Prop 27 Campaign Shifts Advertising Focus After Disappointing Polling

Written By Matthew Kredell on September 21, 2022

Californians will see fewer commercials related to legalizing sports betting over the final six weeks prior to the November election.

Online sports betting Prop 27 is pulling back on television and radio advertising. This comes after polling last week from the Public Policy Institute of California showed Prop 27 was losing the broadcast battle.

The PPIC poll showed only 34% of California voters would vote yes on Prop 27.

Rather than continue spending lavishly on television and radio commercials, Yes on 27 spokesperson Nathan Click tells PlayCA the campaign to legalize online sports betting in California will put that money toward targeting voters directly with digital video and mail.

“Clearly, the saturated television market is not benefiting either side, so our campaign is putting those dollars toward additional direct communication with voters in order to pass Prop 27,” Click said.

Television advertising didn’t have desired impact

Most Californian TV watchers probably couldn’t go a day without seeing an ad related to Prop 27 over the past couple of months. Advertisements ran during shows such as “The Bachelorette,” “Jeopardy!,” Dodgers games and the first week of the NFL season.

The Prop 27 campaign and two tribal-backed no campaigns spent aggressively on warring advertisements over California sports betting.

Yes on 27 tried different tactics on the ads:

Through last week, Prop 27 had spent about $90 million on broadcast TV, cable TV and radio buys since July. The spending peaked during the first week of the NFL season, when the campaign spent nearly $17 million on the week.

But with each ad countered by one from a no campaign, Prop 27 could never make up any ground.

“Prop 27 has taken over $100 million dollars in misleading and false TV attacks – $45 million before we even qualified for the ballot,” Click said. “It’s telling the same opponents funding these ads haven’t spent a dime on commercials supporting their own sports betting proposal, Prop 26.”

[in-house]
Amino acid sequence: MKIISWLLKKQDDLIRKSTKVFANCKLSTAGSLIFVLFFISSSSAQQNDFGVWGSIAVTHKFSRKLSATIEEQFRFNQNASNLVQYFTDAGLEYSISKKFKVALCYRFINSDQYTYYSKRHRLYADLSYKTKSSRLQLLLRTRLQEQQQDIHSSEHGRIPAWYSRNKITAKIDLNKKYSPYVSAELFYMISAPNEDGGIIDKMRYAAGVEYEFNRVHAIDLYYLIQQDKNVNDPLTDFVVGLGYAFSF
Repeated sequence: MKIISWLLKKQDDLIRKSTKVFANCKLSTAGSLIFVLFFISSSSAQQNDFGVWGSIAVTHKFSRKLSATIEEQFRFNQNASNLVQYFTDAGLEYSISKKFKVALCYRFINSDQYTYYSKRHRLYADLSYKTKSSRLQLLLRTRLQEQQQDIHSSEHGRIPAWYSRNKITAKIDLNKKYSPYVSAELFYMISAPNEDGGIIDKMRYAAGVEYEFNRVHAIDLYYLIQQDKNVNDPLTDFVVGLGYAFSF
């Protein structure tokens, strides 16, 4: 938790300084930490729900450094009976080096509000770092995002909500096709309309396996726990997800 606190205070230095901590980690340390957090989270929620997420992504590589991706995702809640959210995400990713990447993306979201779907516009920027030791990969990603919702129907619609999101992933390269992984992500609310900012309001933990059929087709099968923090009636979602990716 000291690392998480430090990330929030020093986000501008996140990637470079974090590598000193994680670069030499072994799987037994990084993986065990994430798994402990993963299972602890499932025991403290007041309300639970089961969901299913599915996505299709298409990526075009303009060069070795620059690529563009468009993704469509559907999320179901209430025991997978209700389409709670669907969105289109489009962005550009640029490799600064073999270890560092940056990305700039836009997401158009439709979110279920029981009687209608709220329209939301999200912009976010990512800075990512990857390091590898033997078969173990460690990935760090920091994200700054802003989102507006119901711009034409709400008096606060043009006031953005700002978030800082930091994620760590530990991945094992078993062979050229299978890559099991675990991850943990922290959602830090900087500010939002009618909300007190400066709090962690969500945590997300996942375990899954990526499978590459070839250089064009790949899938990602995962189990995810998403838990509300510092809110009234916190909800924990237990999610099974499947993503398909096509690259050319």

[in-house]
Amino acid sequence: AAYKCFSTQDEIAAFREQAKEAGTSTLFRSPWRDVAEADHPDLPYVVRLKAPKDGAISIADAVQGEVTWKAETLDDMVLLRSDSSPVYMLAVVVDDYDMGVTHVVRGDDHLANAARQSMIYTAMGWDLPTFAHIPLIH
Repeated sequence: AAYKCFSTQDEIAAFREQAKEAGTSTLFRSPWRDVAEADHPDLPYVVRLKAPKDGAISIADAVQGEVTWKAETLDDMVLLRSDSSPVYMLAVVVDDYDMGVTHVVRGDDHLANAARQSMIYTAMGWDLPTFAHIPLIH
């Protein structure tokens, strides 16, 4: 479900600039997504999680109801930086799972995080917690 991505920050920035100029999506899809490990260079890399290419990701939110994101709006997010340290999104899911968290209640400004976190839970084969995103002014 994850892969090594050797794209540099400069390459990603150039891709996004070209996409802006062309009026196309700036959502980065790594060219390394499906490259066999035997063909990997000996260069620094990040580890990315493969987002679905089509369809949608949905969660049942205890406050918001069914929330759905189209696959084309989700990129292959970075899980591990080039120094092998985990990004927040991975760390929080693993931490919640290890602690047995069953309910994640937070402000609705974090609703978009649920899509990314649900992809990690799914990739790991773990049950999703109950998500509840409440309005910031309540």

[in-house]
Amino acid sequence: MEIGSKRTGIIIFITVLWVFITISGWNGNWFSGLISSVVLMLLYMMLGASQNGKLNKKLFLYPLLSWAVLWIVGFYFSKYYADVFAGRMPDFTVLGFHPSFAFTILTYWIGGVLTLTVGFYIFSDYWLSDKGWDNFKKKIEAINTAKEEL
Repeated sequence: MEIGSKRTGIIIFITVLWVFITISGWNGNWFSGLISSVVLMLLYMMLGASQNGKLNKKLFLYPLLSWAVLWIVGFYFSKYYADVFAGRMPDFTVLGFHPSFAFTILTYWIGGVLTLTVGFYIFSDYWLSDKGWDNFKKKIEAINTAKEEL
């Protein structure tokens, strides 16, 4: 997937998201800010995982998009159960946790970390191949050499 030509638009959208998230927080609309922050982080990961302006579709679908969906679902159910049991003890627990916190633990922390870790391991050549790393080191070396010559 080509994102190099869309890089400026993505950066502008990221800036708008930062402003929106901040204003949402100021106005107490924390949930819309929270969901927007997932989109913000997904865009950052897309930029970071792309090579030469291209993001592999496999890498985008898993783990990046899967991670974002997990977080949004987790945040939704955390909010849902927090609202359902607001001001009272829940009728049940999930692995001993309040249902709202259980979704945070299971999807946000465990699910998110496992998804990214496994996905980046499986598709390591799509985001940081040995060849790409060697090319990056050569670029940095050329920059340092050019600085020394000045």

Consequently, the Prop 27 campaign canceled all TV and radio buys set to run this week and next. Reservations remaining on pre-bought air space leading up to the election total only about $3 million a week.

Prop 27 will continue spending campaign dollars

The Prop 27 campaign is funded with $169.2 million by sportsbook operators.

Click indicated that the pull back on TV advertising isn’t a sign that the Prop 27 campaign is waiving the white flag and saving its money.

The campaign coffers will just be emptied elsewhere in an attempt to find a path to victory.

“Twenty-five states have authorized safe and responsible online sports betting and cracked down on the illicit and unsafe offshore sports betting market,” Click said. “California should be next.”

Prop 27 opponents also aren’t claiming victory or resting on their laurels.

Kathy Fairbanks, spokesperson for the Yes on 26/No on 27 campaign, told PlayCA:

“We’re not surprised by this announcement. Voters are flat out rejecting the out-of-state gambling corporations and their $170 million campaign of deception. That said, Prop 27 is still on the ballot and still poses a significant threat to tribal self-reliance and all Californians. The election is still two months away. We’ll remain vigilant until election day to ensure this dangerous measure is defeated.”

Photo by Shutterstock / PlayCA
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Matthew Kredell

A fifth-generation Californian, Matthew's reporting on the legalization of sports betting began in 2010 with an article for Playboy Magazine on how the NFL was pushing US money overseas by fighting the expansion of regulated sports betting. After graduating from the USC Annenberg School for Communication and Journalism, Matt started his career as a sportswriter at the Los Angeles Daily News. He has written on a variety of topics for Playboy, Men’s Journal, Los Angeles magazine, LA Weekly and ESPN.com.

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